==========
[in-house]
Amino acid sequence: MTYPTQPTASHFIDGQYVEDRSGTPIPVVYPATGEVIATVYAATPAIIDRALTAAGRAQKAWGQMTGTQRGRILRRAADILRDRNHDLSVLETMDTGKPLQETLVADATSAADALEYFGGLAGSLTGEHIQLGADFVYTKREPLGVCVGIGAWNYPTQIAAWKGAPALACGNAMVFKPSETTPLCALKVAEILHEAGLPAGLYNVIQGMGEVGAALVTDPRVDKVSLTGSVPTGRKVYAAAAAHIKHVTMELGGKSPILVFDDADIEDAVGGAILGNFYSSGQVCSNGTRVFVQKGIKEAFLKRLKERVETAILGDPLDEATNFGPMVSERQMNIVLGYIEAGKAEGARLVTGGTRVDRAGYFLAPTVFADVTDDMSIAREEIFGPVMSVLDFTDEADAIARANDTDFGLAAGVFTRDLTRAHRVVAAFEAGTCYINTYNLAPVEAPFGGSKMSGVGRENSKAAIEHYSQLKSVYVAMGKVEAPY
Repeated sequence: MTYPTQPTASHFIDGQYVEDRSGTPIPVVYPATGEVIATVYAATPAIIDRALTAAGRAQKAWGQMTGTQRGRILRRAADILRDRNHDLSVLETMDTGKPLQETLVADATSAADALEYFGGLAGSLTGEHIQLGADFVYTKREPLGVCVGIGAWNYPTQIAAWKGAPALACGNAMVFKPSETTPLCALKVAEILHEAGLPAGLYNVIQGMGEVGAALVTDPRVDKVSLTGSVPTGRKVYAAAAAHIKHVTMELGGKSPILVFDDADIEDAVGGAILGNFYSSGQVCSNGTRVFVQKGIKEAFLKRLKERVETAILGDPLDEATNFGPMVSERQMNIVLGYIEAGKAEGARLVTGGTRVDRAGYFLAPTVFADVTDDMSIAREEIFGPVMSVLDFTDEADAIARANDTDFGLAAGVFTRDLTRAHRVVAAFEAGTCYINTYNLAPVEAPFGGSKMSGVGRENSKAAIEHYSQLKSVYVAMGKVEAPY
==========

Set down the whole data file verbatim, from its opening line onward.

[in-house]
Amino acid sequence: MTYPTQPTASHFIDGQYVEDRSGTPIPVVYPATGEVIATVYAATPAIIDRALTAAGRAQKAWGQMTGTQRGRILRRAADILRDRNHDLSVLETMDTGKPLQETLVADATSAADALEYFGGLAGSLTGEHIQLGADFVYTKREPLGVCVGIGAWNYPTQIAAWKGAPALACGNAMVFKPSETTPLCALKVAEILHEAGLPAGLYNVIQGMGEVGAALVTDPRVDKVSLTGSVPTGRKVYAAAAAHIKHVTMELGGKSPILVFDDADIEDAVGGAILGNFYSSGQVCSNGTRVFVQKGIKEAFLKRLKERVETAILGDPLDEATNFGPMVSERQMNIVLGYIEAGKAEGARLVTGGTRVDRAGYFLAPTVFADVTDDMSIAREEIFGPVMSVLDFTDEADAIARANDTDFGLAAGVFTRDLTRAHRVVAAFEAGTCYINTYNLAPVEAPFGGSKMSGVGRENSKAAIEHYSQLKSVYVAMGKVEAPY
Repeated sequence: MTYPTQPTASHFIDGQYVEDRSGTPIPVVYPATGEVIATVYAATPAIIDRALTAAGRAQKAWGQMTGTQRGRILRRAADILRDRNHDLSVLETMDTGKPLQETLVADATSAADALEYFGGLAGSLTGEHIQLGADFVYTKREPLGVCVGIGAWNYPTQIAAWKGAPALACGNAMVFKPSETTPLCALKVAEILHEAGLPAGLYNVIQGMGEVGAALVTDPRVDKVSLTGSVPTGRKVYAAAAAHIKHVTMELGGKSPILVFDDADIEDAVGGAILGNFYSSGQVCSNGTRVFVQKGIKEAFLKRLKERVETAILGDPLDEATNFGPMVSERQMNIVLGYIEAGKAEGARLVTGGTRVDRAGYFLAPTVFADVTDDMSIAREEIFGPVMSVLDFTDEADAIARANDTDFGLAAGVFTRDLTRAHRVVAAFEAGTCYINTYNLAPVEAPFGGSKMSGVGRENSKAAIEHYSQLKSVYVAMGKVEAPY